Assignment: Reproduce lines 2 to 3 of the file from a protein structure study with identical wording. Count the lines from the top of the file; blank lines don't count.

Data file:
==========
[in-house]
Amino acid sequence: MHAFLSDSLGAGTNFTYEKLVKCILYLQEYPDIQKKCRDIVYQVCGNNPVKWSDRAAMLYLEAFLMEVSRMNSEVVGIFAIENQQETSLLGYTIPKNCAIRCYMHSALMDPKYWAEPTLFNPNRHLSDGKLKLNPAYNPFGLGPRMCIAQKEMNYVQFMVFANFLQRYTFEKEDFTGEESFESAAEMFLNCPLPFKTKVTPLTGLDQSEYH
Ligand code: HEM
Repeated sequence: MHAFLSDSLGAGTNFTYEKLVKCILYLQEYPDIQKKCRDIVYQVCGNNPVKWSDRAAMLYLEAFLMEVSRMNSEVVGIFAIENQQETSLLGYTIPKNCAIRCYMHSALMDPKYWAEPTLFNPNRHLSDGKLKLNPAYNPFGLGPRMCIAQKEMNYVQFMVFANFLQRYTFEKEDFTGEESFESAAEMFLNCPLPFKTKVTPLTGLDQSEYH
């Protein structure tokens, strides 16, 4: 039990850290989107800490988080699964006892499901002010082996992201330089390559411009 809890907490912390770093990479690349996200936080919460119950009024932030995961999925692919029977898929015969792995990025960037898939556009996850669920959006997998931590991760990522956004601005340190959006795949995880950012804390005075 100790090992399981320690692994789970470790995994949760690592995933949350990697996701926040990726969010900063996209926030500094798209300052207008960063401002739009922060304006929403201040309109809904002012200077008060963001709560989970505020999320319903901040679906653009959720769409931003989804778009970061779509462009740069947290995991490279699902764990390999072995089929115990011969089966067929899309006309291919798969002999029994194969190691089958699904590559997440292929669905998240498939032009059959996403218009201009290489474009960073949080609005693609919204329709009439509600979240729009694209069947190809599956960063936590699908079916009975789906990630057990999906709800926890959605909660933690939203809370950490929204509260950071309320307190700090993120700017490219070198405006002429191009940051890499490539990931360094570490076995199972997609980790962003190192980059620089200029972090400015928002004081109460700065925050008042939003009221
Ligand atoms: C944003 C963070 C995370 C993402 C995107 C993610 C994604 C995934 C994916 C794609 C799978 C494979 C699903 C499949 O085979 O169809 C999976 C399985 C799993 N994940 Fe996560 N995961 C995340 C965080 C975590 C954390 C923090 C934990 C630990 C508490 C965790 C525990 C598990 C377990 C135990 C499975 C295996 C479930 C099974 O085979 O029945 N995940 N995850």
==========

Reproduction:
Amino acid sequence: MHAFLSDSLGAGTNFTYEKLVKCILYLQEYPDIQKKCRDIVYQVCGNNPVKWSDRAAMLYLEAFLMEVSRMNSEVVGIFAIENQQETSLLGYTIPKNCAIRCYMHSALMDPKYWAEPTLFNPNRHLSDGKLKLNPAYNPFGLGPRMCIAQKEMNYVQFMVFANFLQRYTFEKEDFTGEESFESAAEMFLNCPLPFKTKVTPLTGLDQSEYH
Ligand code: HEM